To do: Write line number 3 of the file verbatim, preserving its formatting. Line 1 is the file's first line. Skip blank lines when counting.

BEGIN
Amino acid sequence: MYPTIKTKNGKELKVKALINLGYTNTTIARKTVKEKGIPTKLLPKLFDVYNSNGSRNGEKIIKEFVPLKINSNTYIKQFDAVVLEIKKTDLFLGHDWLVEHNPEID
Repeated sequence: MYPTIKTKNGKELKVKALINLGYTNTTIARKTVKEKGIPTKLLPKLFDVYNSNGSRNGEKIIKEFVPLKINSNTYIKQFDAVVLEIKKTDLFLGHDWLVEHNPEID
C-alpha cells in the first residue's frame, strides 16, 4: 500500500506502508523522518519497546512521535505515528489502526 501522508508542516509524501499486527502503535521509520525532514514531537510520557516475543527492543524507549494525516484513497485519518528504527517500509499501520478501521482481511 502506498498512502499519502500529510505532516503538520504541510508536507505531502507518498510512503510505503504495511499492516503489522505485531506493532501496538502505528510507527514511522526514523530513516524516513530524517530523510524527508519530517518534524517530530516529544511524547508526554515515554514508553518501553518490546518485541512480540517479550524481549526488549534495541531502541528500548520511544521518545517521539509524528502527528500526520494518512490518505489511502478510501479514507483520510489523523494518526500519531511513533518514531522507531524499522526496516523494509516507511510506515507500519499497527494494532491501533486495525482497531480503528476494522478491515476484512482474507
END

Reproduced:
C-alpha cells in the first residue's frame, strides 16, 4: 500500500506502508523522518519497546512521535505515528489502526 501522508508542516509524501499486527502503535521509520525532514514531537510520557516475543527492543524507549494525516484513497485519518528504527517500509499501520478501521482481511 502506498498512502499519502500529510505532516503538520504541510508536507505531502507518498510512503510505503504495511499492516503489522505485531506493532501496538502505528510507527514511522526514523530513516524516513530524517530523510524527508519530517518534524517530530516529544511524547508526554515515554514508553518501553518490546518485541512480540517479550524481549526488549534495541531502541528500548520511544521518545517521539509524528502527528500526520494518512490518505489511502478510501479514507483520510489523523494518526500519531511513533518514531522507531524499522526496516523494509516507511510506515507500519499497527494494532491501533486495525482497531480503528476494522478491515476484512482474507